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Incorporate the principles of risk management

ANDREWS AFB, Md. -- More and more people are being told to incorporate the principles of risk management into their daily lives. 

Historically, many mishaps outside of the Air Force have been the tragic results of complacency and carelessness. We are still experiencing "dumb" mishaps because people don't fully consider the consequences of their actions or stop to think before they engage in some activity. These mishaps cost the Air Force the loss of millions of dollars and, more importantly, the loss of friends, family members and co-workers. 

To stem the losses of aircraft and aircrew, the Air Force adopted the concept of Operational Risk Management. This concept has been in the Air Force flying culture for well over a decade now and has proven very beneficial. For those unfamiliar with ORM, it is a systematic, analytical tool which identifies and mitigates the inherent risks associated with any flight operation. The formal ORM process is comprised of six steps, which are as follows: 

1. Identify the hazards 

2. Assess the risks 

3. Analyze risk control measures 

4. Make control decisions 

5. Implement risk controls 

6. Supervise and review 

Often, for flyers, this process involves filling out a worksheet and identifying those areas with the greatest risk and then changing the plan or conducting some other action to lessen the risk. For example, a training flight involves numerous difficult events. As a result of proper application of ORM, a person could alter the flight to eliminate a few of the events and focus on those most critical for that crew on that day. 

No one expects people to fill out an ORM worksheet or run a six-step checklist for everything they do in life. What I am asking people to do this summer is think about what they are going to do, make a conscious decision on their course of action, follow through on that action and be prepared to adjust plans as the situation changes. 

Well, people say, they do this all the time, isn't it just "common sense." Yes, to a limited extent. There is a certain amount of sizing up of the situation and making predictions based upon "gut feeling" or "common sense" that goes on every day. People tend to make the best guess and let the chips fall where they may. Karen Kinkle, the Air Force ORM program manager in 1996 said it best, "Operational Risk Management isn't rocket science, but it is more than just common sense. It's a systematic approach to making decisions by balancing risk against the benefits to be gained in any given situation and then choosing the best course of action." Risk management is a more systematic refinement of the decision making process. It attempts to quantify the known risk factors, allowing a person to understand what they are dealing with in a given situation, and determine at what point the operation subjects them to the highest risk potential. Again, people don't have to get out the checklist every time they put the car into drive. But if they are starting a long trip at night, in the rain and have just worked a 12-hour shift, consciously thinking about this situation beforehand and applying good risk management may lead them to change the situation. Something as simple as leaving the next morning or sharing the driving with a friend or relative may save their life.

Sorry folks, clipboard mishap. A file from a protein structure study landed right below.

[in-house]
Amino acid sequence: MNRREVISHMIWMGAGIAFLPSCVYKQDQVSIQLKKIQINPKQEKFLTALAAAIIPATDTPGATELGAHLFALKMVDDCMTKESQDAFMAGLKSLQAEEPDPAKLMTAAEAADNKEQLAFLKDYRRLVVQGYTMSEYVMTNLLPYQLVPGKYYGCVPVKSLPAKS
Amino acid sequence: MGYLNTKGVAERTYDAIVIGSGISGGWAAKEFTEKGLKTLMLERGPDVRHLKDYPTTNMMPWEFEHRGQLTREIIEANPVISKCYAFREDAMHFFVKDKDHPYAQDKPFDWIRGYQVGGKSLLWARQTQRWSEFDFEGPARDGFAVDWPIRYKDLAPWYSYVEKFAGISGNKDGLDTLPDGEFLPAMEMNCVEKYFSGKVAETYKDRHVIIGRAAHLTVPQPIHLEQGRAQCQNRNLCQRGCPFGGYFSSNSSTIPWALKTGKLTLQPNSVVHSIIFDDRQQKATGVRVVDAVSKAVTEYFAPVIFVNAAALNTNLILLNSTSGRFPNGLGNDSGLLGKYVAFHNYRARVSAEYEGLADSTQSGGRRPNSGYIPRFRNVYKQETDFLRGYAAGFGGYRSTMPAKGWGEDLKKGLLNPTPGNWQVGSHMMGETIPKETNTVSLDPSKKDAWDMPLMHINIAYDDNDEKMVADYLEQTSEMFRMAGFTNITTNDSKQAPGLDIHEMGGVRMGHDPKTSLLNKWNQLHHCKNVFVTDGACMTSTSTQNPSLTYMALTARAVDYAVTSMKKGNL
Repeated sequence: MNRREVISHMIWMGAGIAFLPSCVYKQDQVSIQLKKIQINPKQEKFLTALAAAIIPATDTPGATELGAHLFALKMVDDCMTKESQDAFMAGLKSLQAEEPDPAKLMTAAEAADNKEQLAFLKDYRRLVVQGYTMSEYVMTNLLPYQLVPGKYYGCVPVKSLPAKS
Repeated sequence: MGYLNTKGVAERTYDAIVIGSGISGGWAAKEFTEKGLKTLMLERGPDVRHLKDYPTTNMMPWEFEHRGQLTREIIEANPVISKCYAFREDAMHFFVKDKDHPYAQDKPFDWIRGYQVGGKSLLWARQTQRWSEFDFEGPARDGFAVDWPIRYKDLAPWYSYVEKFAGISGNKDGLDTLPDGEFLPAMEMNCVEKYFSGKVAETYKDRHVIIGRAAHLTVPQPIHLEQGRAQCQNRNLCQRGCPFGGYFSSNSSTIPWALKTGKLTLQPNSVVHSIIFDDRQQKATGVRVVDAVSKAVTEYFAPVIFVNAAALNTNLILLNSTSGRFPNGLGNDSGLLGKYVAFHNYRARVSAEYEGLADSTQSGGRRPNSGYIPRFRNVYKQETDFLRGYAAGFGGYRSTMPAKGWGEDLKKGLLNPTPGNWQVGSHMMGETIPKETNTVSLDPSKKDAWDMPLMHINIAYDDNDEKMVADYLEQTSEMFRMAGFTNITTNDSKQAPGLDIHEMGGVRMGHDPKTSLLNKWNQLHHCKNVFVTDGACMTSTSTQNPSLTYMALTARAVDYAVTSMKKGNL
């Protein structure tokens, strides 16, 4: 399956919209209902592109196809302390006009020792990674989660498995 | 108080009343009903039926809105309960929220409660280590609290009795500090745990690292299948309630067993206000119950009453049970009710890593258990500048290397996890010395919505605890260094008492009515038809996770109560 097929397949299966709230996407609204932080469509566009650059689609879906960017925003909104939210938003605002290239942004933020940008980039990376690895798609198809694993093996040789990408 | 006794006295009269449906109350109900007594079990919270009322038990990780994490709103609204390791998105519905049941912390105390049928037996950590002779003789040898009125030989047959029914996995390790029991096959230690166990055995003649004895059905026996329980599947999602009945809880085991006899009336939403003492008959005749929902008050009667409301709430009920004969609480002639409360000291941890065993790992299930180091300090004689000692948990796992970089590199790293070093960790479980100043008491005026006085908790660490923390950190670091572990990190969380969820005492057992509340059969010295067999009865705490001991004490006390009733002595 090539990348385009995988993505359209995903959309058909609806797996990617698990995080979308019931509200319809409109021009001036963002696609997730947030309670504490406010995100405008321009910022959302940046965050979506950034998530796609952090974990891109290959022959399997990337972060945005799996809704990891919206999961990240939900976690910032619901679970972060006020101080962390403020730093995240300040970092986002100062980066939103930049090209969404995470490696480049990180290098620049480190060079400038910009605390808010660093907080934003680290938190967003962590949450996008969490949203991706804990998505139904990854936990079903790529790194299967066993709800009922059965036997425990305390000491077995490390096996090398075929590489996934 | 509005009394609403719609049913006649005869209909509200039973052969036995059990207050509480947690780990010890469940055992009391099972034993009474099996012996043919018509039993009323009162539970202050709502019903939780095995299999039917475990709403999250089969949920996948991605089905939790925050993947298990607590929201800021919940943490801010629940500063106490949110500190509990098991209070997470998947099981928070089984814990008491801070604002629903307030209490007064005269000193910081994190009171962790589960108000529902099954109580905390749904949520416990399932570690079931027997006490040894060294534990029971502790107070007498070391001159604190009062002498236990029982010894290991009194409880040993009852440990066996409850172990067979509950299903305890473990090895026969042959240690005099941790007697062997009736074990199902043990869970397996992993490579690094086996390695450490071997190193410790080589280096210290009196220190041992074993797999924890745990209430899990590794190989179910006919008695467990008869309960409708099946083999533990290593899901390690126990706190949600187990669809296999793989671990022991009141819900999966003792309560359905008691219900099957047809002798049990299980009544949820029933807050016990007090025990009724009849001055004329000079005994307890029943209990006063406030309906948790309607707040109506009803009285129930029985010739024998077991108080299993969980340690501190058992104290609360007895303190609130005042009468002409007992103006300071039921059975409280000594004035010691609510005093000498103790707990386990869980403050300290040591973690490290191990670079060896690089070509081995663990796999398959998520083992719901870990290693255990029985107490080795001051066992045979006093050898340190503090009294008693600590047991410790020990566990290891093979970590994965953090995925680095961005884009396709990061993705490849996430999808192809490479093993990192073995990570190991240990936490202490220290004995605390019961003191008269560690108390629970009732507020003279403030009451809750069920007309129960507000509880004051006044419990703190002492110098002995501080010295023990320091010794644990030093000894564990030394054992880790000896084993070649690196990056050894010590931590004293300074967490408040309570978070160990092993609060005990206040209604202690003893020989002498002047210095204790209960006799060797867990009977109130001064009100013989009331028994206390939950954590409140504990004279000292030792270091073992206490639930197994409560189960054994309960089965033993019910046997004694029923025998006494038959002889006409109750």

Note that this does not eliminate all risk, nor is that the goal of risk management. There is risk involved with everything in life. The goal is to manage risk, such that unnecessary risks are eliminated and an acceptable risk level is attained. A principle of ORM is that risks may be accepted when a decision maker at the appropriate level determines that the benefits derived are greater than the cost of those risks. Each person is the decision maker for their life. 

So what's the bottom line? The goal of the 101 Critical Days of Summer Campaign is for you to think about the upcoming activities over the next 101 days and apply some risk management principles. To stop and think, before acting. Have a safe and wonderful summer!
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